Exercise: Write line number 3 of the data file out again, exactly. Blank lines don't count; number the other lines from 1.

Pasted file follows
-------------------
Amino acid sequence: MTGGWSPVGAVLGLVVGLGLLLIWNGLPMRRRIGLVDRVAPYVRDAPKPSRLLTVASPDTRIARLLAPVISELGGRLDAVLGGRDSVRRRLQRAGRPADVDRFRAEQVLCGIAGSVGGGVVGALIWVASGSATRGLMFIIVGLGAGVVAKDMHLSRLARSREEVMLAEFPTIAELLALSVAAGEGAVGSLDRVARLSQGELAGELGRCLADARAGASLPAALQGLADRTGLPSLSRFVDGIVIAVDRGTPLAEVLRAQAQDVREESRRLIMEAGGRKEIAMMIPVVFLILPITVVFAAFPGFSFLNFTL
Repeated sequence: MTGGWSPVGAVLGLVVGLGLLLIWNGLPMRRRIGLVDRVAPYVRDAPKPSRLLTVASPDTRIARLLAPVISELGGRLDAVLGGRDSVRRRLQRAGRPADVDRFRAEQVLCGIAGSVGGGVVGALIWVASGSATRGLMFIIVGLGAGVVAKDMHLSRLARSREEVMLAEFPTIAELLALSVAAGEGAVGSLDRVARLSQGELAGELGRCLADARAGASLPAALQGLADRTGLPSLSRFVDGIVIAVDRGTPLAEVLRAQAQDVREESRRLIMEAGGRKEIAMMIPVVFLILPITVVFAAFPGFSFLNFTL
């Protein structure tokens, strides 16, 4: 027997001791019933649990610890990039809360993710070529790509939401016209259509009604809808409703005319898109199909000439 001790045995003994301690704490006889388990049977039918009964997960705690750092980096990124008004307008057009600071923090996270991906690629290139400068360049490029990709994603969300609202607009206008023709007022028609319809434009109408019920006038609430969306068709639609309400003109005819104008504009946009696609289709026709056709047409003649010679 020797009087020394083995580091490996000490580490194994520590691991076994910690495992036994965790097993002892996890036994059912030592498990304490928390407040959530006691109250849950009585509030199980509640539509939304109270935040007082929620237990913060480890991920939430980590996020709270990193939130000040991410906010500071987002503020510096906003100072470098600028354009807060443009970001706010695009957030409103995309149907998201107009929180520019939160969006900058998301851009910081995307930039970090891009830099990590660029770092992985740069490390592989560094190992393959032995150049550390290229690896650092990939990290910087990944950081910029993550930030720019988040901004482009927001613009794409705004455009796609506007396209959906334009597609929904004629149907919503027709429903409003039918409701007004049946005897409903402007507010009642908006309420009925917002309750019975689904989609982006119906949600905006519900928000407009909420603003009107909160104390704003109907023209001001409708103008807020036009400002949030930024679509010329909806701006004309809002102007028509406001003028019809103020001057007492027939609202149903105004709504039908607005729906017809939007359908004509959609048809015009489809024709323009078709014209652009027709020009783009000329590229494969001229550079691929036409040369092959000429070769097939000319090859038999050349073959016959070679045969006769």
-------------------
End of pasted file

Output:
């Protein structure tokens, strides 16, 4: 027997001791019933649990610890990039809360993710070529790509939401016209259509009604809808409703005319898109199909000439 001790045995003994301690704490006889388990049977039918009964997960705690750092980096990124008004307008057009600071923090996270991906690629290139400068360049490029990709994603969300609202607009206008023709007022028609319809434009109408019920006038609430969306068709639609309400003109005819104008504009946009696609289709026709056709047409003649010679 020797009087020394083995580091490996000490580490194994520590691991076994910690495992036994965790097993002892996890036994059912030592498990304490928390407040959530006691109250849950009585509030199980509640539509939304109270935040007082929620237990913060480890991920939430980590996020709270990193939130000040991410906010500071987002503020510096906003100072470098600028354009807060443009970001706010695009957030409103995309149907998201107009929180520019939160969006900058998301851009910081995307930039970090891009830099990590660029770092992985740069490390592989560094190992393959032995150049550390290229690896650092990939990290910087990944950081910029993550930030720019988040901004482009927001613009794409705004455009796609506007396209959906334009597609929904004629149907919503027709429903409003039918409701007004049946005897409903402007507010009642908006309420009925917002309750019975689904989609982006119906949600905006519900928000407009909420603003009107909160104390704003109907023209001001409708103008807020036009400002949030930024679509010329909806701006004309809002102007028509406001003028019809103020001057007492027939609202149903105004709504039908607005729906017809939007359908004509959609048809015009489809024709323009078709014209652009027709020009783009000329590229494969001229550079691929036409040369092959000429070769097939000319090859038999050349073959016959070679045969006769």